Words can be so powerful. They can make us laugh, fall in love, understand some concept, aid in our healing process, or conversely create anger, strife and pain. As an Indigenous person born in 1951, my parents spoke Ojibwe to each other and to my aunts, uncle, and my grandparents. They also spoke English. Today, as it always has been, our spiritual teachings are only given in Ojibwe. Those of us, who for whatever reason have limited understandings of the Ojibwe, have to rely on interpreters and to those interpreters, I am grateful.
However, in this language that most of us use in our everyday work and family life, English words strung together, are the means we have to communicate verbally and literally.
I believe we are a critical point in the history of humankind. The effects of our recent actions, including but not limited to: mountain top coal removal, the global use of fertilizers that contain chemicals harmful to humans in creating the food that is supposed to sustain us but is poisoning the earth and our water systems, the petro-chemical industry that fills the pockets of a few with obscene wealth and leaves the workers and the people with oil spills and the accompanying disasters for local communities to live and die with, GMO’s, more poised to continue like the sulfidemines, fracking, and nuclear power plant disasters.
There are many who are organizing to change these policies in their communities. To all of you, I say migwetch/thank you. I would like to ask you to consider these things:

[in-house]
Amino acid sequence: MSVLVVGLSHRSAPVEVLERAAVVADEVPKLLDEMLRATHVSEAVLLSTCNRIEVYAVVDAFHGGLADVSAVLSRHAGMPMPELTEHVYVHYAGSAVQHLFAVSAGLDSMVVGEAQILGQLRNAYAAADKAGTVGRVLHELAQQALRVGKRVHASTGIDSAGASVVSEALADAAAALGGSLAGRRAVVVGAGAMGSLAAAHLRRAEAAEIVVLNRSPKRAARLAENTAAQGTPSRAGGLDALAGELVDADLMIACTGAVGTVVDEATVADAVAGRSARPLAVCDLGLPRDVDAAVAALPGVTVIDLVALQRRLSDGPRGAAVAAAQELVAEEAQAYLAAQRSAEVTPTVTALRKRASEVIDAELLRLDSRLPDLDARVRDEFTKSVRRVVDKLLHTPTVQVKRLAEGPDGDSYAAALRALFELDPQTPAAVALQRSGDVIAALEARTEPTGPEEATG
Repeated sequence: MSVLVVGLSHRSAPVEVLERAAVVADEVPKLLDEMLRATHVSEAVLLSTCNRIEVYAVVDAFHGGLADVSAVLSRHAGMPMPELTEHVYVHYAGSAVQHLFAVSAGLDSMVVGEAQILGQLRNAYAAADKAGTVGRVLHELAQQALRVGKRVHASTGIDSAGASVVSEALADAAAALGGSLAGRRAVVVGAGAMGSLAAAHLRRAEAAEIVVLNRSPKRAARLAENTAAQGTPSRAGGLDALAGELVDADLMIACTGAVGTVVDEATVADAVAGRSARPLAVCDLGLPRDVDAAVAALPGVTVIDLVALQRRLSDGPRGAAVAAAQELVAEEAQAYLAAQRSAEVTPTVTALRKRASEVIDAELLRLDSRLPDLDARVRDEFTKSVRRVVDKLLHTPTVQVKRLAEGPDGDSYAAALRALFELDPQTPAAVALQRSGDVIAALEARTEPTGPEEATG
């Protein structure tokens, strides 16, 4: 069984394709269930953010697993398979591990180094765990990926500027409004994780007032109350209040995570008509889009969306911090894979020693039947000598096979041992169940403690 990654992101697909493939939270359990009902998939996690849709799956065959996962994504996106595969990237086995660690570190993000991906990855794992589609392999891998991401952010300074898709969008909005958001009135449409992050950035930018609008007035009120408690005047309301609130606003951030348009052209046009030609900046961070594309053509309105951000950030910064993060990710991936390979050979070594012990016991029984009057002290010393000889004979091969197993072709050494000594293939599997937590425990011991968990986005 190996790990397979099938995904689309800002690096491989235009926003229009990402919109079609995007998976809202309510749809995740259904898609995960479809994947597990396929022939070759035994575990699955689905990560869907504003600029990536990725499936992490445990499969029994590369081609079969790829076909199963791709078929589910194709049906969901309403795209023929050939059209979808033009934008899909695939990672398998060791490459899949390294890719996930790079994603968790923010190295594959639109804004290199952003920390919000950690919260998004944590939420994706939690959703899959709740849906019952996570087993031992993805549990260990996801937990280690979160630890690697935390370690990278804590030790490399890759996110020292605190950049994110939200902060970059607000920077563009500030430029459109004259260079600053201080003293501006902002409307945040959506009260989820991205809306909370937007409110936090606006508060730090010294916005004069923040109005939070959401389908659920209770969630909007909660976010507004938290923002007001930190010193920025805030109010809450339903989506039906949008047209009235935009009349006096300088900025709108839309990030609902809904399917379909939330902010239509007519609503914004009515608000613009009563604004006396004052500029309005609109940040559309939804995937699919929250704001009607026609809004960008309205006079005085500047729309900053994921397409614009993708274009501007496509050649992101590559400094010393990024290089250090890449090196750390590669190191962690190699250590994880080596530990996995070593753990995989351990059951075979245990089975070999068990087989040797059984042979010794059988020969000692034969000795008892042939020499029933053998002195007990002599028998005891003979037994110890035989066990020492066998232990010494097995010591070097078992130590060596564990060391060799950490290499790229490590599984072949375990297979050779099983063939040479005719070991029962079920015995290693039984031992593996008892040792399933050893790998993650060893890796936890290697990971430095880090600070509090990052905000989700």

In 2011, many Indigenous women and our supporters, walked from the four directions carrying the healing salt water from four oceans to the heart of turtle island, Lake Superior. The walk from the south, a journey of 900 some miles. As I was almost in view of Lake Superior, a 12-year-old young woman said to me, “Do you think this is going to do any good? After all, the mining companies are so powerful, they have so much money.” I said to her, “I’d like you to do this one thing, every day. Take our asemaa and put it in the lake. Tell the water spirits, we remember them, we are grateful to them, and we love them. Can you do this?” She said,” yes.” I believe that we must have faith. Faith in the water spirits, faith in the earth and faith in humankind, faith in the power of love. No amount of money is more powerful than these forces.
So now, I ask you to consider your words, your organizing slogans and strategies and most importantly, the beliefs that you hold and that fuel and sustain your work. Will words and concepts like: ban, battle, block, blockade, fight, stand against, stop, and war, move people to join us in our efforts to save ourselves? Likewise will civil disobedience work? Just a note on that, 80% of all incarcerated people are people of color already, do we want to incite violent actions from the police whom we know are already instituting racial prejudice? Or do we mobilize in love, for love, and towards love?
To create the world we wish to live in, does someone else have to lose?
It’s difficult to change the language we use and more importantly, can we change the way we think and act? Can we begin to believe such ideas as: Yes, We Can! Develop Jobs and Renewable Energy? Come along with me! We have hope for the future and can work to save the land for our children’s children.
We are only here for a short period of time, and in the last 60 years we have done more damage to the earth and to the atmosphere than humans have done since the beginning of time. Can we begin to undo some of the damage and create societies that are inter-dependent? Migwetch!
Sharon M. Day